New Boy Scouts Policy • Cross Burnings • Charleston Shooter: News Roundup
This week’s headlines that affect churches and church leaders.
New Boy Scouts Policy • Cross Burnings • Charleston Shooter: News Roundup
  1. Accused Charleston shooter indicted. “A federal grand jury has indicted the 21-year-old South Carolina man accused of killing nine people last month at a historically black church on hate crime charges, Attorney General Loretta Lynch said Wednesday. Dylann Roof has been charged with nine counts of murder in South Carolina state court stemming from the Charleston shooting, and could face the death penalty there. Some of the 33 federal charges also are capital offenses, though Lynch said no decisions have been made on whether to seek the death penalty” ("Accused Charleston Shooter to Face Federal Hate Crime Charges," Bloomberg.)
  2. New policy for Boy Scouts. “The Boy Scouts of America on Monday ended its ban on openly gay adult leaders. But the new policy allows church-sponsored units to choose local unit leaders who share their precepts, even if that means restricting such positions to heterosexual men" ("Boy Scouts End Ban on Gay Leaders," The New York Times).
  3. Bullet holes found in a church. “Charleston County deputies are responding to the third incident of bullet holes found at a church in as many days on James Island. ... Deputies found about five bullet holes to a stained glass window of the church” ("Bullet Holes Found in Third Charleston County Church," Determine guidelines for your church’s security needs and selecting a security service by reading Does Your Church Need a Security Guard?
  4. Failure to report sexual-assault allegations. “Four leaders of a Longmont church have been sentenced for failing to report sexual-assault allegations against the church's youth pastor in 2013. ... Prosecutors say the men failed to report allegations that then-Vinelife youth pastor Jason Roberson, 36, had an inappropriate relationship with a church member starting when she was 15 and continuing for seven years. Roberson pleaded guilty and was sentenced last year to two years in prison for sexual exploitation and stalking” ("Four Colorado Church Elders Sentenced for Failure to Report Sex Abuse Allegations Against Youth Pastor," 7NEWS KMGH-TV).Richard Hammar’s May/June Church Law & Tax Report feature article, “Child Abuse Reporting and the Clergy Privilege” details the extent of clergy’s obligation to report abuse.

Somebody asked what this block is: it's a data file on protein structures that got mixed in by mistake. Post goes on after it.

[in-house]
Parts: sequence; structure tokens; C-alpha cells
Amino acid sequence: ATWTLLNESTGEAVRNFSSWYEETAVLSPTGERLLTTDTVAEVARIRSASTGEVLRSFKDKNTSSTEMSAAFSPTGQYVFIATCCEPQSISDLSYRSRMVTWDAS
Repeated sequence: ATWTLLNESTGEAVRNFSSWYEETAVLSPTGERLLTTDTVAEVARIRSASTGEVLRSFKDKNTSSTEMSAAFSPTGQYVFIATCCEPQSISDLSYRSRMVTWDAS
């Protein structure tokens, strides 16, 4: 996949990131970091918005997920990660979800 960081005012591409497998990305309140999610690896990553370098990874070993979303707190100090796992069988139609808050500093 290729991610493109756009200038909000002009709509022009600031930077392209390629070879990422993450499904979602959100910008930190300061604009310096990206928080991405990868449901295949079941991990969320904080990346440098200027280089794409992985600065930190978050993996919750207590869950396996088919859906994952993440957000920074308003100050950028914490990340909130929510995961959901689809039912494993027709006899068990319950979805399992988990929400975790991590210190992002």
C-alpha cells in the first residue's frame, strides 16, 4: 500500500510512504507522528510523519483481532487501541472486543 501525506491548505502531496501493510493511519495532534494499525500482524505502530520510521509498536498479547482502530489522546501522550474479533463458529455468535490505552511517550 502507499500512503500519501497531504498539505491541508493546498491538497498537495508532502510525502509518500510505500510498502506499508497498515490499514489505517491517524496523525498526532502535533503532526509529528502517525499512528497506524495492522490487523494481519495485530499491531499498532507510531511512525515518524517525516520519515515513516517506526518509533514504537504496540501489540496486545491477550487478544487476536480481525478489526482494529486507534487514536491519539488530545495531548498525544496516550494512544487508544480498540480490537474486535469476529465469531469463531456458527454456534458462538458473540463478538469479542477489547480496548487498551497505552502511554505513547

5. Cross burnings. “El Paso police are investigating a pair of cross burnings outside a church with an African-American and Hispanic congregation on the East Side. The knee-high crosses were placed and set on fire on two occasions since Saturday outside Smyrna Seventh-Day Adventist Church at 10560 Shannon Place, an El Paso police spokesman and the church pastor said Tuesday” ("Crosses Burned Outside Minority Church in East El Paso," El Paso Times).
  6. Vandalism. “You'll burn. Those were the words spray-painted on the Metropolitan Community Church of Our Redeemer in Augusta, Georgia, according to the Augusta Chronicle. The church is an LGBT-inclusive establishment with an openly gay pastor. Vandals scrawled ‘Burn,’ ‘Lies’ and ‘Leviticus 18:22’ on the front doors and the words ‘Leviticus 18:20’ and ‘You’ll Burn’ on the front steps” ("Church with Openly Gay Pastor Vandalized with ‘You’ll Burn’," Huffington Post). Preventing Crime on Church Property will help you think about situations that make the church vulnerable to theft, burglary, vandalism, and arson.
  7. Church sued for not preventing abuse. “'We think there’s been a lack of institutional control,' Harrisburg attorney Benjamin Andreozzi said. ‘The church had several opportunities to prevent this abuse from happening.’ Andreozzi represents the victim. The lawsuit contends that Markelwitz [the abuser] has a prior felony conviction and served time while in the military and therefore should not have been hired by Charlton [United Methodist Church] in the first place.” ("Pennsylvania Church Sued for ‘Empowering’ Child Abuser," Answering Church Leaders’ Common Questions about Background Checks” addresses 11 of the most common questions leaders have about performing background checks, as well as the liability, cost, and benefits associated with doing so.

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